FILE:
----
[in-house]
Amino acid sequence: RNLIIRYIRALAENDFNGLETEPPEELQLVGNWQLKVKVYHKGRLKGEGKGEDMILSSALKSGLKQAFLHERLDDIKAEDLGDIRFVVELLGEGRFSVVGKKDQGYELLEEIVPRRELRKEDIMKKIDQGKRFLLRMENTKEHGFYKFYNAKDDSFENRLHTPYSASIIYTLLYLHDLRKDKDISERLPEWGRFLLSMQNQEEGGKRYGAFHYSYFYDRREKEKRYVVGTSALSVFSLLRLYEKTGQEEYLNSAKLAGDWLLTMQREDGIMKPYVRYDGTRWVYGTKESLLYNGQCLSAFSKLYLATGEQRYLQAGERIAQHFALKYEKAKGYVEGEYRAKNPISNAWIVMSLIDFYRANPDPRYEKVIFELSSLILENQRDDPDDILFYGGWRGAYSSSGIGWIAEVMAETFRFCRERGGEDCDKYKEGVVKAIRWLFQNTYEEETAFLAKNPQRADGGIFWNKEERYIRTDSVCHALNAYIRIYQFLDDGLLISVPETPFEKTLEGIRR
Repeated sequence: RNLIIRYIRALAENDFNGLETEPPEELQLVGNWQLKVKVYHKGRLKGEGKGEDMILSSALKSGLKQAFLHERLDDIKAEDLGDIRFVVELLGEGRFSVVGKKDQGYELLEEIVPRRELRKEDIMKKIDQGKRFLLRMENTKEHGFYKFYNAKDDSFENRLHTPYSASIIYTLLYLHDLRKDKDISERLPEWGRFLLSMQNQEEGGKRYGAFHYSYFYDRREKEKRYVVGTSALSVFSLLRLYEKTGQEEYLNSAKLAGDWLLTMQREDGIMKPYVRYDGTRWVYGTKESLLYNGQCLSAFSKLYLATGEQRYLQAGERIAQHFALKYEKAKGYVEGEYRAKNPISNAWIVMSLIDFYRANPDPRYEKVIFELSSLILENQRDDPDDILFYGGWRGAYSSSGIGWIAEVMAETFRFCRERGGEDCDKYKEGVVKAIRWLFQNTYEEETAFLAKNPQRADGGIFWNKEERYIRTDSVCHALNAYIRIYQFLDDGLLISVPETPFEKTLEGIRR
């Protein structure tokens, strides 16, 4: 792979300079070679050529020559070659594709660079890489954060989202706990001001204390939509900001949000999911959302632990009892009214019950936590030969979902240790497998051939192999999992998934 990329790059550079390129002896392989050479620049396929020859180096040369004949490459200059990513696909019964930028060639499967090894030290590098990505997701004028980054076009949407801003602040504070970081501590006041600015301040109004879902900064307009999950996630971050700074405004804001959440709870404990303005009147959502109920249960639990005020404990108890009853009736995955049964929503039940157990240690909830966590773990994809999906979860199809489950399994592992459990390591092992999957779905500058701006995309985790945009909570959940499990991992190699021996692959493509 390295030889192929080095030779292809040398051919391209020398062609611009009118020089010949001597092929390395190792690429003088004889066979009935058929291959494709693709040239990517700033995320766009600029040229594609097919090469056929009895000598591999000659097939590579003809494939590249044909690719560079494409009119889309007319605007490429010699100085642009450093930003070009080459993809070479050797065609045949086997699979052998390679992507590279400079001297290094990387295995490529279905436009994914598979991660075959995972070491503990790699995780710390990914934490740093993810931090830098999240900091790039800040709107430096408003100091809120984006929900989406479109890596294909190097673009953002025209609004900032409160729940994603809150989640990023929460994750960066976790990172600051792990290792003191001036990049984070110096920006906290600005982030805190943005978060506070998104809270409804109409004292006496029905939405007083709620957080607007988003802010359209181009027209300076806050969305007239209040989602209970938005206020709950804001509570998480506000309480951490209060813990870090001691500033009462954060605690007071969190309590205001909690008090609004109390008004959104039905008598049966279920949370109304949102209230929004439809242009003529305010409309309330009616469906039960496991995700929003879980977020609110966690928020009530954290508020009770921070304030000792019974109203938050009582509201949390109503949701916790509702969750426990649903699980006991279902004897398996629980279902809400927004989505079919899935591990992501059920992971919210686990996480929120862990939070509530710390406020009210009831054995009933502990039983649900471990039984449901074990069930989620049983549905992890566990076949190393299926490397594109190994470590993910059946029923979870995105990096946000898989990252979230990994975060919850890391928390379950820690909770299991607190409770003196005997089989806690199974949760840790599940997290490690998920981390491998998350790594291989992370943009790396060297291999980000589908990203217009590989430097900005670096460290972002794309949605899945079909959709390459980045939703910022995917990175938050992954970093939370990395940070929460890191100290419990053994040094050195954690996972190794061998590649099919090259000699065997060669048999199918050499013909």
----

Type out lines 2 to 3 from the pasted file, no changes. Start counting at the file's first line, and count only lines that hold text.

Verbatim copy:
Amino acid sequence: RNLIIRYIRALAENDFNGLETEPPEELQLVGNWQLKVKVYHKGRLKGEGKGEDMILSSALKSGLKQAFLHERLDDIKAEDLGDIRFVVELLGEGRFSVVGKKDQGYELLEEIVPRRELRKEDIMKKIDQGKRFLLRMENTKEHGFYKFYNAKDDSFENRLHTPYSASIIYTLLYLHDLRKDKDISERLPEWGRFLLSMQNQEEGGKRYGAFHYSYFYDRREKEKRYVVGTSALSVFSLLRLYEKTGQEEYLNSAKLAGDWLLTMQREDGIMKPYVRYDGTRWVYGTKESLLYNGQCLSAFSKLYLATGEQRYLQAGERIAQHFALKYEKAKGYVEGEYRAKNPISNAWIVMSLIDFYRANPDPRYEKVIFELSSLILENQRDDPDDILFYGGWRGAYSSSGIGWIAEVMAETFRFCRERGGEDCDKYKEGVVKAIRWLFQNTYEEETAFLAKNPQRADGGIFWNKEERYIRTDSVCHALNAYIRIYQFLDDGLLISVPETPFEKTLEGIRR
Repeated sequence: RNLIIRYIRALAENDFNGLETEPPEELQLVGNWQLKVKVYHKGRLKGEGKGEDMILSSALKSGLKQAFLHERLDDIKAEDLGDIRFVVELLGEGRFSVVGKKDQGYELLEEIVPRRELRKEDIMKKIDQGKRFLLRMENTKEHGFYKFYNAKDDSFENRLHTPYSASIIYTLLYLHDLRKDKDISERLPEWGRFLLSMQNQEEGGKRYGAFHYSYFYDRREKEKRYVVGTSALSVFSLLRLYEKTGQEEYLNSAKLAGDWLLTMQREDGIMKPYVRYDGTRWVYGTKESLLYNGQCLSAFSKLYLATGEQRYLQAGERIAQHFALKYEKAKGYVEGEYRAKNPISNAWIVMSLIDFYRANPDPRYEKVIFELSSLILENQRDDPDDILFYGGWRGAYSSSGIGWIAEVMAETFRFCRERGGEDCDKYKEGVVKAIRWLFQNTYEEETAFLAKNPQRADGGIFWNKEERYIRTDSVCHALNAYIRIYQFLDDGLLISVPETPFEKTLEGIRR